9 Questions With… Elisabeth Flaum

9 Bridges is proud to introduce “9 Questions with…” 
A biweekly blog where we ask writers to answer 9 burning questions people do not even realize they want to know, including the most important question of all; Rock, paper or scissors?  

Elisabeth Flaum began writing because of Doctor Who and hasn’t yet been able to stop. She lives in Portland, Oregon, where she works in accounting, races dragonboats, and writes short sci fi and poems about volcanoes. Recent publications include The Comet’s Tail: Bits and Pieces available at lulu.com and Ghosts available on Smashwords.

 

9 Bridges: When you are writing do you feel more like you are being inspired by a muse, or driven by demons?

Elisabeth: Definitely driven. I have a lot of ‘what am I doing and why am I doing it?’ moments.

 

9: Tell us about the space where you write best and why that space works for you.

EF: I have written great stuff on my work computer after hours; on my home desktop in the middle of the night; on my laptop in the back yard; in my notebook on the bus; occasionally on loose paper on a bench outside the Convention Center. I have also written crap in most of those places. The important thing is having something to write with.

 

9: If you were alone on a desert isle with no tinder for a fire handy what book would you most want to have with you and why would you chose that book to burn?

EF: I would happily burn Mists of Avalon if it meant I could get all those hours of my life back.

 

9: If you were alone on a desert isle with plenty of tinder for a fire handy what book would you want most to have with you and why?

EF: Dune. I could read it over and over, and it makes sand appealing.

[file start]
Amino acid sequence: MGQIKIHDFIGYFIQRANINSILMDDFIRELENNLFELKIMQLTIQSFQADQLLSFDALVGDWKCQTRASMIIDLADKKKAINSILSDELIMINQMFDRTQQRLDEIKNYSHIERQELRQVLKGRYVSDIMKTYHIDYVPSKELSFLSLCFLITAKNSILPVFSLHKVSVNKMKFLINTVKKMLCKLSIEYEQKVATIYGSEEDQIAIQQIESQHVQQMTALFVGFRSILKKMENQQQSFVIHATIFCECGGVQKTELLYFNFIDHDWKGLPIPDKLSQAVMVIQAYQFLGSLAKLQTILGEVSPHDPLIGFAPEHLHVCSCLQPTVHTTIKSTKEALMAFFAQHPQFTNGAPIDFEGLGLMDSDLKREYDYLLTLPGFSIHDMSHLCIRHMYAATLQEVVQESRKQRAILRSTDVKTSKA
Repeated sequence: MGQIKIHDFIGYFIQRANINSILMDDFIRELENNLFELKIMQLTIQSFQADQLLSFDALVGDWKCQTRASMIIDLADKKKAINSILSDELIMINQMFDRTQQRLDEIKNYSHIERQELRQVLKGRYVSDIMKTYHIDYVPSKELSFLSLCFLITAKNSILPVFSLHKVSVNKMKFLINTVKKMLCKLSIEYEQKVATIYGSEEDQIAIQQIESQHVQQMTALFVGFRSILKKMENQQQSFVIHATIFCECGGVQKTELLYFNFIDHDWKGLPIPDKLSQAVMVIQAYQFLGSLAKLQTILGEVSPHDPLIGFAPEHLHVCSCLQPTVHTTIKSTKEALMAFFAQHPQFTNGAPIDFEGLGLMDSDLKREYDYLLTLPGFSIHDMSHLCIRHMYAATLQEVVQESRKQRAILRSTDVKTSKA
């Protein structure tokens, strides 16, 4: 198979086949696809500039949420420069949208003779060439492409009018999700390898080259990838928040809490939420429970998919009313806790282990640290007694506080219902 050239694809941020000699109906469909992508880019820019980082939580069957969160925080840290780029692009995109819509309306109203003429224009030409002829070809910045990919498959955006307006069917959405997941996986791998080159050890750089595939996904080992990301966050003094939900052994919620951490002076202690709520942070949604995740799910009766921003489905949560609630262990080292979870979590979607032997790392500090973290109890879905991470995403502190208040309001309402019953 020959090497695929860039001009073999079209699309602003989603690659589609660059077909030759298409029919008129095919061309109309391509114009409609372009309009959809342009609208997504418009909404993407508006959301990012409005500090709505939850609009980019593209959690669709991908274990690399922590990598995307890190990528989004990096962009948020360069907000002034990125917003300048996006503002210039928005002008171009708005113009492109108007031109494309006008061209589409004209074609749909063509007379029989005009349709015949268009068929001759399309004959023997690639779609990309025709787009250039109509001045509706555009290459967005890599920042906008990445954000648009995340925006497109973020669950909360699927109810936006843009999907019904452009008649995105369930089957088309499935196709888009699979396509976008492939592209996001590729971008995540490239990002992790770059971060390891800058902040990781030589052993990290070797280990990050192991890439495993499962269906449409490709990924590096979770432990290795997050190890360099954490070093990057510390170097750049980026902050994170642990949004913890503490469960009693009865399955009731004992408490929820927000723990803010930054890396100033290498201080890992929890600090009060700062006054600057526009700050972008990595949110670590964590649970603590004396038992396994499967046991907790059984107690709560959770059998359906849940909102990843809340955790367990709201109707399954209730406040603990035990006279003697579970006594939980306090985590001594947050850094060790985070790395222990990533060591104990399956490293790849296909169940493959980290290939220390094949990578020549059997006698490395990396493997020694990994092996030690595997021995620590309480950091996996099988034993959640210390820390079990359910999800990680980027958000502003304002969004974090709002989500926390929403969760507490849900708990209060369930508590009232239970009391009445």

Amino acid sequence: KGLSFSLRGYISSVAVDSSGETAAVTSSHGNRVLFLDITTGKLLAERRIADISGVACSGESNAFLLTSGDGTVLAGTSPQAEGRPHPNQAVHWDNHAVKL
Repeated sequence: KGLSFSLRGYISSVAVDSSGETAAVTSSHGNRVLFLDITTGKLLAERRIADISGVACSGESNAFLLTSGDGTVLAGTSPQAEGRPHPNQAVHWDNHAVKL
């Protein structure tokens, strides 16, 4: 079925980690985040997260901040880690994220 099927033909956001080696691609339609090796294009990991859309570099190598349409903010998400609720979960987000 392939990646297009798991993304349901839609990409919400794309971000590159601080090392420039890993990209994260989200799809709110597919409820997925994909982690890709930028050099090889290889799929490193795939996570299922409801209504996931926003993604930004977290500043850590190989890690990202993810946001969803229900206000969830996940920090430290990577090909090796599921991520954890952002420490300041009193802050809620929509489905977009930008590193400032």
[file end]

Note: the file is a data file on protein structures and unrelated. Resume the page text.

9: What is the best advice you have ever given or received about writing?

EF: Neil Gaiman said, “Write.” That pretty much covers it.

 

9: Have you ever entered a writing contest? Did you win?

EF: I once wrote a poem about Portland food carts that won tickets to the Northwest Food and Wine Festival worth $180. At the time I didn’t consider myself a writer and entered mostly as a joke. The response – not just the win, but what I heard from people – convinced me to take my writing a little bit more seriously.

 

9: Everyone always talks about writers block but no one ever seems to do anything about it. What is your solution.

EF: Just write. Write garbage, write fluff, write a list, write anything, just write. The longer I go without writing, the harder it is to start again, and the crappier my writing when I do start. It’s like sports that way; take two weeks off at the gym, regret it for months.

 

9: Most writers I have talked to have at least one story about a loony teacher they knew who somehow inspired them. What is yours?

EF: I had a music theory teacher in college who regularly distributed handouts with titles like “A plethora of major seventh chords.” He wore such a smile on his face as he did it. I think of him whenever I come across a really great word.

 

9: Rock, Paper or Scissors?

EF: Paper. Lots and lots of paper.

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